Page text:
Here's where to drink on a budget this week in Chicago. Lotties Pub (1925 Cortland St. 773-489-0738) kicks off March Madness by offering Miller/Coors stadium cups, Dos Equis, Fireball shots and appetizers for $3 from 11 a.m. to 2 p.m.
Pounding green beers while watching the river dyeing or going on a pub crawl dressed as a leprechaun might be fun, but they're decidedly Chicago rather than Irish traditions for March 17. If you're looking for more authentic celebrations this St. Patrick's Day, avoid the downtown debauchery and head to one of these spots embracing the spirit of the Emerald Isle with music, food, storytelling and more.
March Madness is here, Chicago. If you're looking for a place to cheer on your alma mater or catch a game with like-minded fans if your team didn’t make the cut, we have you covered. Here's where to eat, drink and be surrounded by fellow fans.Bar owners and alumni groups: Don't see your bar included here? We'll be adding to this guide online throughout the tournament. Send your affiliation to Lauren Chval for consideration.
@TashaRobinson I am so happy to see this. The Evanston movie theater had Wakanda Wings and they were just barbecue wings which pissed me off since it was such an obvious missed opportunity to use African spices like berbere or peri peri. How were they?
Muck Rack makes it simple to find people, tweets, or articles that mention any name, keyword, company, hashtag etc. We've compiled this guide to help you make the most of your search.
Selecting a term
Start searching tweets, articles from media outlets, articles mentioned in tweets, journalists'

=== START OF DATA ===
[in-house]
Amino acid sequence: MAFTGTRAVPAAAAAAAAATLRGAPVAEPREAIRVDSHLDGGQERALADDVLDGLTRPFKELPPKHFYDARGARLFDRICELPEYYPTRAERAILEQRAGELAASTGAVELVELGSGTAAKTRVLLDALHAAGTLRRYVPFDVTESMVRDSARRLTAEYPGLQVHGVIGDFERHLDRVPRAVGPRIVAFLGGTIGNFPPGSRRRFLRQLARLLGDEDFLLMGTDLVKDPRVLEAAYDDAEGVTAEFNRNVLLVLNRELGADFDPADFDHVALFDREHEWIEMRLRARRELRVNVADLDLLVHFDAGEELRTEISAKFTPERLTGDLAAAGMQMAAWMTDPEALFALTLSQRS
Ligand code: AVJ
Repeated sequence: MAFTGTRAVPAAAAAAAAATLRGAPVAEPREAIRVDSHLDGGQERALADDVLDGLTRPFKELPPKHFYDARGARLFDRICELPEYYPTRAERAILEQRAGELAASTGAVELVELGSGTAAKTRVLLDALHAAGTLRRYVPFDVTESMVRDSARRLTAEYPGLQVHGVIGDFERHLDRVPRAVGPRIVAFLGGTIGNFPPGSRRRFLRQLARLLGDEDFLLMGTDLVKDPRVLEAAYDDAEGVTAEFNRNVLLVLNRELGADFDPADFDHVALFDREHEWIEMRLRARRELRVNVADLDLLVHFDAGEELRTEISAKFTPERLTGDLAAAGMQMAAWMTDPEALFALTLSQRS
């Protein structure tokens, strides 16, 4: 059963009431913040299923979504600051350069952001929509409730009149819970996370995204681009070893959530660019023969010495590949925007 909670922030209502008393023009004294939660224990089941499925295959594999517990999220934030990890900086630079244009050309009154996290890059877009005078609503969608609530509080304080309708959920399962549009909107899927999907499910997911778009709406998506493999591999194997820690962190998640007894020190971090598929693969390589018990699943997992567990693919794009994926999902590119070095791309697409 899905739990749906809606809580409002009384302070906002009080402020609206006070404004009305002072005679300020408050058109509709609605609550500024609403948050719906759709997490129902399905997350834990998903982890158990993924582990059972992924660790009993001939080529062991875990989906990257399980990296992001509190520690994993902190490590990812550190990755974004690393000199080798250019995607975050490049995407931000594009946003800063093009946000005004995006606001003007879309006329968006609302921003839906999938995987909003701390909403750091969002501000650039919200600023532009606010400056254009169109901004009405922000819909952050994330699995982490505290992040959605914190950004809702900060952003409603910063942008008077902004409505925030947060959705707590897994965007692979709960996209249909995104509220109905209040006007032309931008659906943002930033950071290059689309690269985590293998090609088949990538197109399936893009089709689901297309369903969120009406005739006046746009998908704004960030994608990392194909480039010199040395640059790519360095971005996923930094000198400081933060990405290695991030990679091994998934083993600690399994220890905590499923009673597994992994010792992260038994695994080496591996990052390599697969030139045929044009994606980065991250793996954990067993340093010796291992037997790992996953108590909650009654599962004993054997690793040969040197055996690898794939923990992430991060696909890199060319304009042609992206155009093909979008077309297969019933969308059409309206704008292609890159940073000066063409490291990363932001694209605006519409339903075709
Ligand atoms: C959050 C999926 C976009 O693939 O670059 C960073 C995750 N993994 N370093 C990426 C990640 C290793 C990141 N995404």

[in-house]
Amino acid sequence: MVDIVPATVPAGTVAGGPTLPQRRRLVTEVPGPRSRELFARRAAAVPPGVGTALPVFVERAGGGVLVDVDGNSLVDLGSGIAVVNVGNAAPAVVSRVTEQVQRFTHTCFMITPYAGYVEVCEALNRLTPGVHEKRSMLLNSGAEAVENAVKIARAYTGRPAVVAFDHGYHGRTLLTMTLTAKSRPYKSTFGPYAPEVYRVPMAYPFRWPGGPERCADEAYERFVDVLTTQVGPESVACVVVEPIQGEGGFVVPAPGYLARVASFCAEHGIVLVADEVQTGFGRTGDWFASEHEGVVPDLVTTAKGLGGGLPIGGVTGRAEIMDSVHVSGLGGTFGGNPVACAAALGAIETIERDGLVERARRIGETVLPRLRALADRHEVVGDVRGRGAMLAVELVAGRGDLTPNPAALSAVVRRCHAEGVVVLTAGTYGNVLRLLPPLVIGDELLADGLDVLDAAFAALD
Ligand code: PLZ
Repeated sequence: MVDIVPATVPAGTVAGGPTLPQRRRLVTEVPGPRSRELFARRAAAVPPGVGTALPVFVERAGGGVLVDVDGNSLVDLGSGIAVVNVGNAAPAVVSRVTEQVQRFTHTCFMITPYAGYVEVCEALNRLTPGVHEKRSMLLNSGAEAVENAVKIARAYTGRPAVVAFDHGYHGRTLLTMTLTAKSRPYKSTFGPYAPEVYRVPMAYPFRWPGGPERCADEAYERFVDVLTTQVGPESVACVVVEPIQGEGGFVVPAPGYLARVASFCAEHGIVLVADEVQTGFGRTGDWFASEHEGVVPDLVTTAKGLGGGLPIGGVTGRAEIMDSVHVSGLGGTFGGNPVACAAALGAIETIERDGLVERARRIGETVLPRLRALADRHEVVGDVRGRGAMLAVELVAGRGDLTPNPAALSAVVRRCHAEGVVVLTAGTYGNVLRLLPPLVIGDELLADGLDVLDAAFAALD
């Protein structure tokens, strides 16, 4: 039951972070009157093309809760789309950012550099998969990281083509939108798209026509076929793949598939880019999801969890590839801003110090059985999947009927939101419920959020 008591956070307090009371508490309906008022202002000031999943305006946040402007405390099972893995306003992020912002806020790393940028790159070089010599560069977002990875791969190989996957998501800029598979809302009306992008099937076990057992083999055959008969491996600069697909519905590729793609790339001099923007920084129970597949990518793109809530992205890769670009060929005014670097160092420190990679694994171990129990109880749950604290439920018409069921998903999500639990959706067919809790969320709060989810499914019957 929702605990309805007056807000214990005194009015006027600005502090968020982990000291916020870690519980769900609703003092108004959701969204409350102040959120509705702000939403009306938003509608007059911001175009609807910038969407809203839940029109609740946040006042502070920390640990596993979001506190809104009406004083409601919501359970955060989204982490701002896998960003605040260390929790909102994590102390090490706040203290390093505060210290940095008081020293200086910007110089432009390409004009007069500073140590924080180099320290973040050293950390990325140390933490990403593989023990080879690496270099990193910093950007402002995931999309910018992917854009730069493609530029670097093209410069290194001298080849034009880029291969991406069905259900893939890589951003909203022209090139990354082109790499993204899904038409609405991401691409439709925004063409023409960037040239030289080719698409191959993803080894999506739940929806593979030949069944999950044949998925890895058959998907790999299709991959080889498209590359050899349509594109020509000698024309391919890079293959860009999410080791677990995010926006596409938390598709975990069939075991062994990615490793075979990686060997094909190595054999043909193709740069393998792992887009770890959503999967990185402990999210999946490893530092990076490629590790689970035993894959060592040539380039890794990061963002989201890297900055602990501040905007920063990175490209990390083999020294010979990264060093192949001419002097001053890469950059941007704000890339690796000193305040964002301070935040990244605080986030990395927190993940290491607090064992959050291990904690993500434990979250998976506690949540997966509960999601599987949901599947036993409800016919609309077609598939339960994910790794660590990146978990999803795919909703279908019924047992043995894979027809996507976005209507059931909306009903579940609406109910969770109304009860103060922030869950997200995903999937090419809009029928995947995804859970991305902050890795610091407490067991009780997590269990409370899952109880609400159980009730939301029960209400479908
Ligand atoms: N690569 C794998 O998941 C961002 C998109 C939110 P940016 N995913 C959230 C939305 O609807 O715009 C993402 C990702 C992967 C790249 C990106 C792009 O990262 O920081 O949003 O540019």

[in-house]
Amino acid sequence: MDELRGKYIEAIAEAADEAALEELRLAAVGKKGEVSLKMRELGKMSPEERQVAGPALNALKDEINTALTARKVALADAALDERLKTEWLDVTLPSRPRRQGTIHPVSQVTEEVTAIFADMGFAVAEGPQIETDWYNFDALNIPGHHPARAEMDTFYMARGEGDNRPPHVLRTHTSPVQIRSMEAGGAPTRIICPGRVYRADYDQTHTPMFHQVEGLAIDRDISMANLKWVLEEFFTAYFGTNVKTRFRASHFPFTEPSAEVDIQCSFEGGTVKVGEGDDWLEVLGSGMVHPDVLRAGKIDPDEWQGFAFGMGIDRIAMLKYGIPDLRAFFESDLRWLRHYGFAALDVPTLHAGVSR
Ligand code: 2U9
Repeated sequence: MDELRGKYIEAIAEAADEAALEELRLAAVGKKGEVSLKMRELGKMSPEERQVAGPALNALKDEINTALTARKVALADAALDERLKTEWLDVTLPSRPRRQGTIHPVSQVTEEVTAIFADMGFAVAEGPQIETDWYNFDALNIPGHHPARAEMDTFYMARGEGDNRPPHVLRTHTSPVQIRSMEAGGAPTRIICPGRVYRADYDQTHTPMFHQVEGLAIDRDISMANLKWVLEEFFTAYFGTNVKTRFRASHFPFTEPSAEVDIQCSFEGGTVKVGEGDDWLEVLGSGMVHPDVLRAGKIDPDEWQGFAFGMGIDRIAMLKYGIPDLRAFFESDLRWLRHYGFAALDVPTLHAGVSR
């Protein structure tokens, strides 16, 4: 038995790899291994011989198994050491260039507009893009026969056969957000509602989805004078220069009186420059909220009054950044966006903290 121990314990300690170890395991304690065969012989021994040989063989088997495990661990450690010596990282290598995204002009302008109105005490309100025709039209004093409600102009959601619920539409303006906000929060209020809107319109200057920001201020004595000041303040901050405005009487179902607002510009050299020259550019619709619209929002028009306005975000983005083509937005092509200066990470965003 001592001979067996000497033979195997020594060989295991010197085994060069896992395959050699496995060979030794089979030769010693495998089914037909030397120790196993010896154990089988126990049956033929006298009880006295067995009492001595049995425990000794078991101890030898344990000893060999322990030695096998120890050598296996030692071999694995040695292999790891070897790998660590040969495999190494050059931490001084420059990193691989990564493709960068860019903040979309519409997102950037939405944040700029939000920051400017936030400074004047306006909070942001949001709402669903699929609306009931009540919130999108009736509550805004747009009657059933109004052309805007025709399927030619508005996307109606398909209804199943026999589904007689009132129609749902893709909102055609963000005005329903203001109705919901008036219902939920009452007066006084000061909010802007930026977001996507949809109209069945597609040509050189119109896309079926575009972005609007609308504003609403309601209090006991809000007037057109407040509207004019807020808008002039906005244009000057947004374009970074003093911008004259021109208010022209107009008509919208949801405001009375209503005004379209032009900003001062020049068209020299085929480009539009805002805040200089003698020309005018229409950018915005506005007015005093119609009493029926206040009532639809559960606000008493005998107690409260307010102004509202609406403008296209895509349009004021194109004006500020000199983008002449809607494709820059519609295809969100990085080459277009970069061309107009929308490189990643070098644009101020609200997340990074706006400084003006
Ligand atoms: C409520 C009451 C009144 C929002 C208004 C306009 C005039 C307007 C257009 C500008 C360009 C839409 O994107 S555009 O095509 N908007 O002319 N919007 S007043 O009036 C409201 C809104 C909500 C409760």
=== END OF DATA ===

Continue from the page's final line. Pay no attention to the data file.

names, titles and bios with some suggested searches:
Companies or Topics (e.g. iPhone, Microsoft)
Phrases (e.g. "cloud computing") — use quotes to keep the terms together
Twitter handles (e.g. @username) — returns those who have mentioned or replied to
Names (e.g. "David Pogue")
Hashtags (e.g. #sxsw, #london2012)
Bio details (e.g. vegan, Olympics, father)
Muck Rack's Advanced Search allows for many boolean operators.
Find results that mention multiple specified terms, use AND or
+. For example, ensure each result contains both Elon Musk and Mark Zuckerberg by
searching Musk AND Zuckerberg or Musk + Zuckerberg.
Use the operators OR or , to broaden your search when you'd like either of
multiple terms to appear in results. (This is the default behavior of our search when no operators
are used). For example, results will contain either cake or cookie by searching cake OR cookie or cake,cookie
Use NOT or - to subtract results from your search. For
example, searching Disney will yield results about the Walt Disney Company as well as Walt Disney
World Resort. To exclude mentions of Disney World, search for Disney -World or Disney
When using one of these operators with a phrase, enclose it in quotation marks. For example, you can
find results about smartphones excluding Apple's iPhone 4S by searching smartphone -"iPhone
Exact case matching or punctuation
If you're searching for a brand name or keyword that relies on specific punctuation marks or capitalization, you can
find results that match your exact query by adding matchcase: before the keyword you're searching for, like matchcase:E*TRADE .
Use parentheses to separate multiple
boolean phrases. For example, to find journalists talking about having fun in Disney World or
Disneyland, search for ("disney world" OR disneyland) AND fun.
An asterisk can be used to search for any variation of a root word truncated by the asterisk. For example, searching for admin* will return results for administrator, administration, administer, administered, etc.
A near operator is an AND operator where you can control the distance between the words. You can vary the distance the near operation uses by adding a forward slash and number (between 0-99) such as strawberries NEAR/10 "whipped cream", which means the strawberries must exist within 10 words of "whipped cream".